Maybe because he’s got a guilt complex, maybe because he subconsciously hates his “staunch Conservative” father, maybe because he’s just a bit nuts, or maybe for reasons beyond our imaginations, John Mills — multi-millionaire founder of the JML shopping channel empire — is the Labour party’s biggest donor.
I know, it’s weird.
Never heard of him? Well, neither had I, but if you’re an insomniac, watch TV when you come back late from the pub, or have been channel hopping under the influence of boredom, then you’re sure to have seen the creative output of his enterprise — and if you were drunk, you may even have made a purchase.
Unnaturally excited, brightly lit and with the endurance of the Energiser Bunny, young and desperate television presenters enthuse the benefits of various products that mostly seem like the surplus of Derek Trotter, each with catchy faux-casual names (“Snuggies”, “Ruggies”, “GripGo”, “HotBuns”) or faux-foreign pseudo-brands (“Rapido”, which must be said in feigned Italian accent).
The purpose of the airtime, of course, is to convince you — the bored housewife, the single mother, the husband who has got back slightly inebriated and just remembered it’s his wife’s birthday tomorrow so needs a gift — that, until now, you’ve been simultaneously dicing with death without the double-backed “Tacky Grip Polymer Technology suction pockets” of the adhesive “Ruggies” rug gripper, and inadequately dicing your veggies without the “8-in-1 Rapido Blender” which can splice, dice, mice, lice and perform four other tasks that fit the rhyme.
And sometimes, spilling out from the dedicated shopping networks, the offers get even better, with pre-recorded “informercial” adverts on other channels extolling not only the product’s virtues but a huge shopping list of other completely unrelated products (that are probably cluttering up the warehouse) that you’ll get free, all conjoined by the memorable, iconic, unintentional catchphrase: “…but wait…there’s more!”
And so buying a fountain pen set gets you a knife set big enough to film three Kill Bill sequels — presumably just incase the pen isn’t mightier than the sword — a Potty Putter, a Heat Surge, a Ginsu Knife, two Better Marriage Blankets — every man who has purchased one generally needs a second for when buying the first results in his wife kicking him out — a Fushigi, some BluBlocker Sunglasses — to block all that “Blu”? — and possibly much, much more, which I cannot comment on since I’ve never successfully made it to the end of the advert.
In short, the shopping channel and its infomercial kin are so unashamedly consumerist they could practically be a parody of free market capitalism — BluBlocker even sings “There’s a number soon that appears on your screen / Everything is groovy, do you know what I mean?”
Buy now, while stocks last!
None of this matters to me of course since, as an ardent-capitalist, I love the fact people can get fantastically rich from all manner of weird, whacky and wonderful creations, and through their insane imaginations contribute immeasurably to the gaiety of the world. And hey, through that experimentation, sometimes something good gets developed — everyone laughed at Edison, the Wright Brothers, Steve Jobs! — which is why capitalism always triumphs over socialism, and why discovering the JML boss describes himself as “tribal Labour” is so shocking. It’s like Gordon Gekko coming out as a Marxist. Someone ought to ask the Pope if he’s still Catholic.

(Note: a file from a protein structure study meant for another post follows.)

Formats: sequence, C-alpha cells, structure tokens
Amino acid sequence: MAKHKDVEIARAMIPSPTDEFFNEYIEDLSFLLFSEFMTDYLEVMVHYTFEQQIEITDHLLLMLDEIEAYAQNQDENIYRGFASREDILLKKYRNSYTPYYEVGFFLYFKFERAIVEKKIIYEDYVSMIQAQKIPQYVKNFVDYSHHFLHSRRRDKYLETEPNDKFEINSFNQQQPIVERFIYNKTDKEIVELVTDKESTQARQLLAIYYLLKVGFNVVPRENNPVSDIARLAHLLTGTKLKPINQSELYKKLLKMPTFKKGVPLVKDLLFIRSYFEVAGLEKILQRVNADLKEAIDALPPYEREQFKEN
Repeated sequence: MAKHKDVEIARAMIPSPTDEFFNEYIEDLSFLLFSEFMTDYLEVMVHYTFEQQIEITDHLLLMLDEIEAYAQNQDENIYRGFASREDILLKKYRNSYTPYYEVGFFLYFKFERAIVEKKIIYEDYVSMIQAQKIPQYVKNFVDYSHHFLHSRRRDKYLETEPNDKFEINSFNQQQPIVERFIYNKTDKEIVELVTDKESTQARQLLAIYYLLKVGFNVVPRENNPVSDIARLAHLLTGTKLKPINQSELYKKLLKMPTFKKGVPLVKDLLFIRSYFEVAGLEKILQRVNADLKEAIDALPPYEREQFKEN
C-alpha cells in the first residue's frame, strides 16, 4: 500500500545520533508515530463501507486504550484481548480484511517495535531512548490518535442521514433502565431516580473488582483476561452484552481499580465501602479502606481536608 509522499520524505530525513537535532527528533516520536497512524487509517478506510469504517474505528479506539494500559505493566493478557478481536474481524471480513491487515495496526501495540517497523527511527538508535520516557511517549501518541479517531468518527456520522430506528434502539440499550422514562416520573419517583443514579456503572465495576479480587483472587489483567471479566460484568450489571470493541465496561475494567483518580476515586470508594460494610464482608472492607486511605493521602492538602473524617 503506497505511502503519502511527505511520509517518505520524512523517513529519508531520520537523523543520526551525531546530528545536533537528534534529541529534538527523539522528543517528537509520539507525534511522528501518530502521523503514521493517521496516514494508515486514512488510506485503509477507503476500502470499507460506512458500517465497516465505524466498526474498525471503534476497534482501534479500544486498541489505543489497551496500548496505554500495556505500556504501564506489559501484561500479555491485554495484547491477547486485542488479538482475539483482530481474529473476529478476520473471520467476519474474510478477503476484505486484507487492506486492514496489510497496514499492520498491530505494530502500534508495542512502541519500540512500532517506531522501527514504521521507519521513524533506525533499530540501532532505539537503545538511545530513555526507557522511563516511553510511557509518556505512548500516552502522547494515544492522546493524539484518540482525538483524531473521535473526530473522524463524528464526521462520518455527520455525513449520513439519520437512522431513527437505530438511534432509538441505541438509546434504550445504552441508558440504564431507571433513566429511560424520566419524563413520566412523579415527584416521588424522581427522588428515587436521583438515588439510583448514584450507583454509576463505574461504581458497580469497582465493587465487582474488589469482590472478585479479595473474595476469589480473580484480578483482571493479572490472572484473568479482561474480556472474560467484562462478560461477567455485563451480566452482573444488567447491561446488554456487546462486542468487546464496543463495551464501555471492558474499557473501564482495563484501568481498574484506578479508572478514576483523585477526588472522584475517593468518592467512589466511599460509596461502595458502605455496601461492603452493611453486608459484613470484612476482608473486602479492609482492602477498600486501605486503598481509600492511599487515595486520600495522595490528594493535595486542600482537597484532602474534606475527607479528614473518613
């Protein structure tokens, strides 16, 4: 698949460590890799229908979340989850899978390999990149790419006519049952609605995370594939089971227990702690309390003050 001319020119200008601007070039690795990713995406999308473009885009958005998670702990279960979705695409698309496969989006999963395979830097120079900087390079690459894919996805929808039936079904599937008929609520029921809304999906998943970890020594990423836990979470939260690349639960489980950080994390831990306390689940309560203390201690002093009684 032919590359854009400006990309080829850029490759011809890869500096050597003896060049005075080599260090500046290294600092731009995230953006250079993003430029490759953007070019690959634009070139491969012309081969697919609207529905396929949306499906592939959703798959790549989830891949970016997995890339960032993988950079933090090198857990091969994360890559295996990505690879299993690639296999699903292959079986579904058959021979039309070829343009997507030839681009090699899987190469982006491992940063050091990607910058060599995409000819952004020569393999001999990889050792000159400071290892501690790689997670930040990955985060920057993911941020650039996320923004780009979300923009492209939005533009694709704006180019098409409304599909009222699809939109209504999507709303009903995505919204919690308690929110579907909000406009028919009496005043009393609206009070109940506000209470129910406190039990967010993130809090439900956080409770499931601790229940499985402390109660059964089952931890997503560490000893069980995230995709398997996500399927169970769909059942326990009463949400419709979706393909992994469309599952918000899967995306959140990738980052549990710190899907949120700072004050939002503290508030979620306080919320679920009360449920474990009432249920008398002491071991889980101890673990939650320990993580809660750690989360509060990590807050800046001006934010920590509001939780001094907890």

But so what if John Mills is Labour’s biggest donor you might ask, why does that matter? Well, if he has any influence, given his recent policy proposals it suggests Labour returning to power could be even more disastrous than previously feared.
Writing in the Daily Telegraph, Labour’s biggest donor demands a severe 30 percent devaluation of the Pound, bringing it roughly to parity with the US Dollar and Euro. Rekindling Harold Wilson’s infamous “pound in your pocket” scam of 1967, the plan would increase the cost of imported goods including oil, gas, and many groceries, as well as make foreign holidays all but unaffordable except for the very wealthiest. It would trigger inflation — a risk he casually dismisses by looking only at past devaluations coinciding with recessions — erode the value of savings, slash our wealth relative to other nations, and cause interest rates to spike for borrowing. If you find an economist in support of his proposals — which he is calling “The Pound Campaign”, but should be called “The Pummel The Pound Campaign” — I suggest taking cautious steps backwards, talking in a low, slow, soothing voice, then running away as fast as possible.
And the upside to this Argentina-style banana republic devaluation? It will, he claims, boost low-wage, low-skill, low-prospect marginal manufacturing — such as making ironing board covers for JML — by making us cheaper than China! For, as he makes clear, his policy is based entirely on the model of third world developing nations — which are growing fast from an impoverished, low base, with centuries of catching up to do — rather than the world’s most successful manufacturing nation, Germany, which he omits to mention has always kept a strong, stable currency.
Labour has of course always had a significant collection of crazy proposals, but if John Mills has influence — and as their largest donor it’s hard to see how he wouldn’t — the risk of a Labour victory in 2015 is hard to overestimate, and unlike the Hula Chair… that’s no joke.